a pacemaker and crown graphic for portrait work,
they work very well in this way, they are press cameras
and were built for documentary and portrait work.
i have a 50s pacemaker and have made environmental portraits
with it since it was purchased in 1988.
i wouldn't consider these cameras for architectural work
( unless i was using a wide lens and shooting straight on )
but for portraits, i wouldn't hesitate.
Does an unmodified camera have any front swing? If setup in portrait orientation you would need to use the swing to get a tilt movement. I believe this is not available. This would limit your tilt play to landscape orientation only.
The Super Graphic, last production model made would be my choice. Rotating back, bed drop, front standard tilts fore and aft, lateral shift, swings, and rise and fall. Otherwise an older view camera would be a good economic choice, Steven.
Steven, the Super Graphic, unlike the Pacemakers, has unlinked inner and outer bed rails. This makes focusing short focal lengths that make infinity on the inner rails very difficult. Win a little, lose a lot.
As you said, a PITA. As you didn't say, usable only with a limited range of focal lengths at a limited range of focused distances. In most situations, unusable.
Originally Posted by BradS
Sponsored Ad. (Subscribers to APUG have the option to remove this ad.)
so why it is again that one needs swings and tilts for portraits ?
Dan wants tilt, let us recommend something that gives him tilt!
Thanks all for the vibrant debate and great information.
The point of the movements while shooting portraits is mess with the plane of focus a bit -- to add more/different out of focus areas in order to focus attention, etc. I'm already a big fan of shooting wide open on my smaller cameras; the idea would be to exaggerate the out of focus effects even more by through the use of movements. Hey, it looks "good" (or at least interesting, at least some of the time) when it's faked in digital. I'd hope to achieve a similar, but more subtle and honest, effect through movements.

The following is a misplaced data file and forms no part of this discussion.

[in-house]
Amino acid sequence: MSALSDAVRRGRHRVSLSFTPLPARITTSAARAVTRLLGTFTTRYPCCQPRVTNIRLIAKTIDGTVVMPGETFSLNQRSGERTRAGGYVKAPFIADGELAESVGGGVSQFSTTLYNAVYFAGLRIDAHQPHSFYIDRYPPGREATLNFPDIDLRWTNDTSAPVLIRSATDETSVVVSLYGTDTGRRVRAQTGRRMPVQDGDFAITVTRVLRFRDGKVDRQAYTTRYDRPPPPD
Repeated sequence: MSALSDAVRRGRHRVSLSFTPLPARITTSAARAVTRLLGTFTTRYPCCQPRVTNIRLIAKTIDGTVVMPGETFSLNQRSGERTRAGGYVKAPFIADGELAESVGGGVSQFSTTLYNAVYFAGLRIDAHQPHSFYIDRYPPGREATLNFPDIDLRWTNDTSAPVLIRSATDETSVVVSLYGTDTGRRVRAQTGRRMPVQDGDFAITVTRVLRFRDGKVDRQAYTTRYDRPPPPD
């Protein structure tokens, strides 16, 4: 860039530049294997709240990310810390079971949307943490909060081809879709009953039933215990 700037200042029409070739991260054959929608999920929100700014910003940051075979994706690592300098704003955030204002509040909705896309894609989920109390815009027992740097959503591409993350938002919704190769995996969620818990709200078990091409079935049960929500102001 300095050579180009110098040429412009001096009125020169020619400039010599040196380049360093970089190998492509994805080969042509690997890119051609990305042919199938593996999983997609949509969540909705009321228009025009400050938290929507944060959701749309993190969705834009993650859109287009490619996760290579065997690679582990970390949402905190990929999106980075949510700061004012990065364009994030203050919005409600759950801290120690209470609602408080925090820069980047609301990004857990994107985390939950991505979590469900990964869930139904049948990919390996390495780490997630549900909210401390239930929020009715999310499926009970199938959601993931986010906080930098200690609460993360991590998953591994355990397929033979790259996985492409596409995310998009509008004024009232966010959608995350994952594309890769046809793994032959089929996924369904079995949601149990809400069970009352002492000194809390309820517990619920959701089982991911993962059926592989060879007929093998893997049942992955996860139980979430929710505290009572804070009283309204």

Patrick Messina's stuff here: http://www.patrickmessina.com/port.html is a good example of some of the look I'd like to recreate. If I can do them with a press camera, awesome. If I would really need the movements afforded by a view camera ... then I'm glad I'm figuring that out now!
you could always use your press camera, and instead of using a normal
lens in a lensboard, get a lensbaby, and replace their lens with one you know
covers your 4x5 format ... and just do all your movements with the lens, rather than
the front standard ... the photographs you linked to look like they could be recreated
that way ... if you don't want to buy a field camera ( or rail camera ) which can give you
more movements than barely any swing/tilt/shift from a press camera ...
putting a lens in foamcore instead of a rigid lensboard also will give you the opportunity to
mess around with your plane of focus as well.
good luck !
Dan, I have a variety of old view and press cameras, and would chose a view camera over a press camera to duplicate Patrick Messina's style. Tilts and swings are usually easier made with the view camera. The Pacemaker series Graphics can be modified to have front swings, but this limits other functions. Contrary to what is implied in the link in your first post, the Anniversary Speed Graphic did not have front tilt. The front standard from a Pacemaker Graphic can be installed on an Anniversary to give some tilt, but that is not a completely satisfactory solution due to the greater angle of the dropped front on the Anniversary. The front standard of the Pacemaker can be altered by drilling a new hole for the tilt clamping screw to permit both front and back tilt. The Speed Graphic has been the subject of countless such modifications to give it more of the functions of a view camera, but it is still just a mangled press camera.